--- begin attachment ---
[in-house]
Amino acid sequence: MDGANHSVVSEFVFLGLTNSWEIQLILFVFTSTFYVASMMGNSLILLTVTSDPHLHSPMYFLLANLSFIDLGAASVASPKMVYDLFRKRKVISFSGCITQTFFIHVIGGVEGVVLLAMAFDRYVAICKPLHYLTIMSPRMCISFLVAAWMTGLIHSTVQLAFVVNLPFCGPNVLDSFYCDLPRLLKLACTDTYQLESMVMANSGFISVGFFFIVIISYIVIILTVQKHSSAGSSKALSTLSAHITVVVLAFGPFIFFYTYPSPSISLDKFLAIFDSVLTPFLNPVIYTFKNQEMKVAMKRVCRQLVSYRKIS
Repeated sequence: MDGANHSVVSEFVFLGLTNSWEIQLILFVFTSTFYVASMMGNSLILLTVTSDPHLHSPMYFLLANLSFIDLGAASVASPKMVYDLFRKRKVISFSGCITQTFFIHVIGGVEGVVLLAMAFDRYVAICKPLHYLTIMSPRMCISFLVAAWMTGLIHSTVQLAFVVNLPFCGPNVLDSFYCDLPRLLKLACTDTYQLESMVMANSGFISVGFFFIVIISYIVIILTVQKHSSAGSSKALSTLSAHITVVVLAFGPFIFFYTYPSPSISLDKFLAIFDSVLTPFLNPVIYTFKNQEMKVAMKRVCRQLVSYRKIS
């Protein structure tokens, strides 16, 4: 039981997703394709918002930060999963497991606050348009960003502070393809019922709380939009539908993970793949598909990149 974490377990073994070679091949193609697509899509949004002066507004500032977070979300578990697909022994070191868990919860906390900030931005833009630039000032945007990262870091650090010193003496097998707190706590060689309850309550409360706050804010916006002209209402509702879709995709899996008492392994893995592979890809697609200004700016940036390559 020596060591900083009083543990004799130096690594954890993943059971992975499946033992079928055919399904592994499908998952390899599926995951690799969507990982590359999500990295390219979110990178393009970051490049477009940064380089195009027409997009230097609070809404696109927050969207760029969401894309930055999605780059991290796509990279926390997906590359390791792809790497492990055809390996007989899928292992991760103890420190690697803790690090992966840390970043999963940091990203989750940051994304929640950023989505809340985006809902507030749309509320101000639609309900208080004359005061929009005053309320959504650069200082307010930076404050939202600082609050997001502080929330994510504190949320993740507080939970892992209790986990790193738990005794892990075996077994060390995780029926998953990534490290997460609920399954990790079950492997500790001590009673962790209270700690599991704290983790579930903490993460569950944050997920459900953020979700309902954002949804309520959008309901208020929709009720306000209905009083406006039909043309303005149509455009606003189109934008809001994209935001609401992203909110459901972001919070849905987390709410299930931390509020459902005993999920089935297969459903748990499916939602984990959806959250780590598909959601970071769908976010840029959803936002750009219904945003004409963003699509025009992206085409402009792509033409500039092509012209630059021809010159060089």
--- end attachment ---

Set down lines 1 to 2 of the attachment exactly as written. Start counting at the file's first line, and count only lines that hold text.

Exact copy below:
[in-house]
Amino acid sequence: MDGANHSVVSEFVFLGLTNSWEIQLILFVFTSTFYVASMMGNSLILLTVTSDPHLHSPMYFLLANLSFIDLGAASVASPKMVYDLFRKRKVISFSGCITQTFFIHVIGGVEGVVLLAMAFDRYVAICKPLHYLTIMSPRMCISFLVAAWMTGLIHSTVQLAFVVNLPFCGPNVLDSFYCDLPRLLKLACTDTYQLESMVMANSGFISVGFFFIVIISYIVIILTVQKHSSAGSSKALSTLSAHITVVVLAFGPFIFFYTYPSPSISLDKFLAIFDSVLTPFLNPVIYTFKNQEMKVAMKRVCRQLVSYRKIS